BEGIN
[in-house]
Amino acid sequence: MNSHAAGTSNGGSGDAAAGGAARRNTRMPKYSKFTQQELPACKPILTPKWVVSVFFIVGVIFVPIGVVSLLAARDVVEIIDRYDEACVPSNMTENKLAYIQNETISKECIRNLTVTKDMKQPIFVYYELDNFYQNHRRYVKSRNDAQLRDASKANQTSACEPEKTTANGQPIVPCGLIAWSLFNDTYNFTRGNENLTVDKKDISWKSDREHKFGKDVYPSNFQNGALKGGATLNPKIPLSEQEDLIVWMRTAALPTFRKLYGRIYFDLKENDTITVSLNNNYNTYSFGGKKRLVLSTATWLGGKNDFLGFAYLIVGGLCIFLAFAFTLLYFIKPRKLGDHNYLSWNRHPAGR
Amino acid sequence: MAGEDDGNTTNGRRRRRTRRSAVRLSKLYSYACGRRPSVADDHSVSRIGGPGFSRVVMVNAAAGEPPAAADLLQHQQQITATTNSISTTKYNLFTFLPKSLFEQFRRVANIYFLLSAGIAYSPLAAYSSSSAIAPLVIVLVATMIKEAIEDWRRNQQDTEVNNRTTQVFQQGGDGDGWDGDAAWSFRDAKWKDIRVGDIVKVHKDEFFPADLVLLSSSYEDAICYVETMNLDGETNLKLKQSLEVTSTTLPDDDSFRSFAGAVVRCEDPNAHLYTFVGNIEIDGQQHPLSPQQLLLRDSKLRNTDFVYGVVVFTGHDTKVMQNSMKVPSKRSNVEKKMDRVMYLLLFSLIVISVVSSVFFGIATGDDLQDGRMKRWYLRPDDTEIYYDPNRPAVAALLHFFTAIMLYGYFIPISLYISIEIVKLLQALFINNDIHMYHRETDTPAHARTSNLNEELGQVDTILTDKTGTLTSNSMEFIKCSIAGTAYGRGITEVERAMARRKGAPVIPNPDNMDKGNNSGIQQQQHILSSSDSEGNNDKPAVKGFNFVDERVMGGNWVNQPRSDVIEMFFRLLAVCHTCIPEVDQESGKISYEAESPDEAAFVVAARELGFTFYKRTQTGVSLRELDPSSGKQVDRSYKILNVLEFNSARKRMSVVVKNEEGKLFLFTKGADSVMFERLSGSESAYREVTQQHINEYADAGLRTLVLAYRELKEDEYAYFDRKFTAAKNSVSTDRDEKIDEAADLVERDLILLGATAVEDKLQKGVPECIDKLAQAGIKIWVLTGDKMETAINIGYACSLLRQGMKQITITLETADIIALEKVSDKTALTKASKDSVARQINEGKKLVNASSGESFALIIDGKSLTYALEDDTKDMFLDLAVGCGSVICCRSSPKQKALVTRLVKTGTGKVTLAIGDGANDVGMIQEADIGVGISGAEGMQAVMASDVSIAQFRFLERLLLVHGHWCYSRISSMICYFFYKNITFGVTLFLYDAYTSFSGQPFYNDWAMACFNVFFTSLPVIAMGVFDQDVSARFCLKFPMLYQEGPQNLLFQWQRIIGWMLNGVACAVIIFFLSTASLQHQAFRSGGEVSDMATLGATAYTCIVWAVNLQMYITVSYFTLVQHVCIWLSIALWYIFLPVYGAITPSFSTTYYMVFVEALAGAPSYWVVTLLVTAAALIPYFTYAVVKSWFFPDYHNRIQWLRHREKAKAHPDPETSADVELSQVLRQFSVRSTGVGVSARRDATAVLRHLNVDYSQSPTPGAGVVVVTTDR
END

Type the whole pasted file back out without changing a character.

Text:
[in-house]
Amino acid sequence: MNSHAAGTSNGGSGDAAAGGAARRNTRMPKYSKFTQQELPACKPILTPKWVVSVFFIVGVIFVPIGVVSLLAARDVVEIIDRYDEACVPSNMTENKLAYIQNETISKECIRNLTVTKDMKQPIFVYYELDNFYQNHRRYVKSRNDAQLRDASKANQTSACEPEKTTANGQPIVPCGLIAWSLFNDTYNFTRGNENLTVDKKDISWKSDREHKFGKDVYPSNFQNGALKGGATLNPKIPLSEQEDLIVWMRTAALPTFRKLYGRIYFDLKENDTITVSLNNNYNTYSFGGKKRLVLSTATWLGGKNDFLGFAYLIVGGLCIFLAFAFTLLYFIKPRKLGDHNYLSWNRHPAGR
Amino acid sequence: MAGEDDGNTTNGRRRRRTRRSAVRLSKLYSYACGRRPSVADDHSVSRIGGPGFSRVVMVNAAAGEPPAAADLLQHQQQITATTNSISTTKYNLFTFLPKSLFEQFRRVANIYFLLSAGIAYSPLAAYSSSSAIAPLVIVLVATMIKEAIEDWRRNQQDTEVNNRTTQVFQQGGDGDGWDGDAAWSFRDAKWKDIRVGDIVKVHKDEFFPADLVLLSSSYEDAICYVETMNLDGETNLKLKQSLEVTSTTLPDDDSFRSFAGAVVRCEDPNAHLYTFVGNIEIDGQQHPLSPQQLLLRDSKLRNTDFVYGVVVFTGHDTKVMQNSMKVPSKRSNVEKKMDRVMYLLLFSLIVISVVSSVFFGIATGDDLQDGRMKRWYLRPDDTEIYYDPNRPAVAALLHFFTAIMLYGYFIPISLYISIEIVKLLQALFINNDIHMYHRETDTPAHARTSNLNEELGQVDTILTDKTGTLTSNSMEFIKCSIAGTAYGRGITEVERAMARRKGAPVIPNPDNMDKGNNSGIQQQQHILSSSDSEGNNDKPAVKGFNFVDERVMGGNWVNQPRSDVIEMFFRLLAVCHTCIPEVDQESGKISYEAESPDEAAFVVAARELGFTFYKRTQTGVSLRELDPSSGKQVDRSYKILNVLEFNSARKRMSVVVKNEEGKLFLFTKGADSVMFERLSGSESAYREVTQQHINEYADAGLRTLVLAYRELKEDEYAYFDRKFTAAKNSVSTDRDEKIDEAADLVERDLILLGATAVEDKLQKGVPECIDKLAQAGIKIWVLTGDKMETAINIGYACSLLRQGMKQITITLETADIIALEKVSDKTALTKASKDSVARQINEGKKLVNASSGESFALIIDGKSLTYALEDDTKDMFLDLAVGCGSVICCRSSPKQKALVTRLVKTGTGKVTLAIGDGANDVGMIQEADIGVGISGAEGMQAVMASDVSIAQFRFLERLLLVHGHWCYSRISSMICYFFYKNITFGVTLFLYDAYTSFSGQPFYNDWAMACFNVFFTSLPVIAMGVFDQDVSARFCLKFPMLYQEGPQNLLFQWQRIIGWMLNGVACAVIIFFLSTASLQHQAFRSGGEVSDMATLGATAYTCIVWAVNLQMYITVSYFTLVQHVCIWLSIALWYIFLPVYGAITPSFSTTYYMVFVEALAGAPSYWVVTLLVTAAALIPYFTYAVVKSWFFPDYHNRIQWLRHREKAKAHPDPETSADVELSQVLRQFSVRSTGVGVSARRDATAVLRHLNVDYSQSPTPGAGVVVVTTDR